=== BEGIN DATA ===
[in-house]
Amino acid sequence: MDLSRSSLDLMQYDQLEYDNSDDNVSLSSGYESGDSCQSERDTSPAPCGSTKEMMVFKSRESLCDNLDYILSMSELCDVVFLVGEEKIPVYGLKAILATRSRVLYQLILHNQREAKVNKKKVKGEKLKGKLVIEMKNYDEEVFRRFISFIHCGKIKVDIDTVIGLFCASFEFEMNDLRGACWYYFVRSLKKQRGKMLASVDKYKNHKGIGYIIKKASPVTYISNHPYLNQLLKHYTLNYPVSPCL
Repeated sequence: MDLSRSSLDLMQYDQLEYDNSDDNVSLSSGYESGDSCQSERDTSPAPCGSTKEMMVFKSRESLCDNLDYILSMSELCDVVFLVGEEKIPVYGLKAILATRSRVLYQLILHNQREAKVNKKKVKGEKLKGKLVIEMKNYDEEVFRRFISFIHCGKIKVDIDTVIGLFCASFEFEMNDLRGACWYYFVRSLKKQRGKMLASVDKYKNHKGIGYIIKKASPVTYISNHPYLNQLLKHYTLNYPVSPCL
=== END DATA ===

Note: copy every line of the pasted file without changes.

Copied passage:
[in-house]
Amino acid sequence: MDLSRSSLDLMQYDQLEYDNSDDNVSLSSGYESGDSCQSERDTSPAPCGSTKEMMVFKSRESLCDNLDYILSMSELCDVVFLVGEEKIPVYGLKAILATRSRVLYQLILHNQREAKVNKKKVKGEKLKGKLVIEMKNYDEEVFRRFISFIHCGKIKVDIDTVIGLFCASFEFEMNDLRGACWYYFVRSLKKQRGKMLASVDKYKNHKGIGYIIKKASPVTYISNHPYLNQLLKHYTLNYPVSPCL
Repeated sequence: MDLSRSSLDLMQYDQLEYDNSDDNVSLSSGYESGDSCQSERDTSPAPCGSTKEMMVFKSRESLCDNLDYILSMSELCDVVFLVGEEKIPVYGLKAILATRSRVLYQLILHNQREAKVNKKKVKGEKLKGKLVIEMKNYDEEVFRRFISFIHCGKIKVDIDTVIGLFCASFEFEMNDLRGACWYYFVRSLKKQRGKMLASVDKYKNHKGIGYIIKKASPVTYISNHPYLNQLLKHYTLNYPVSPCL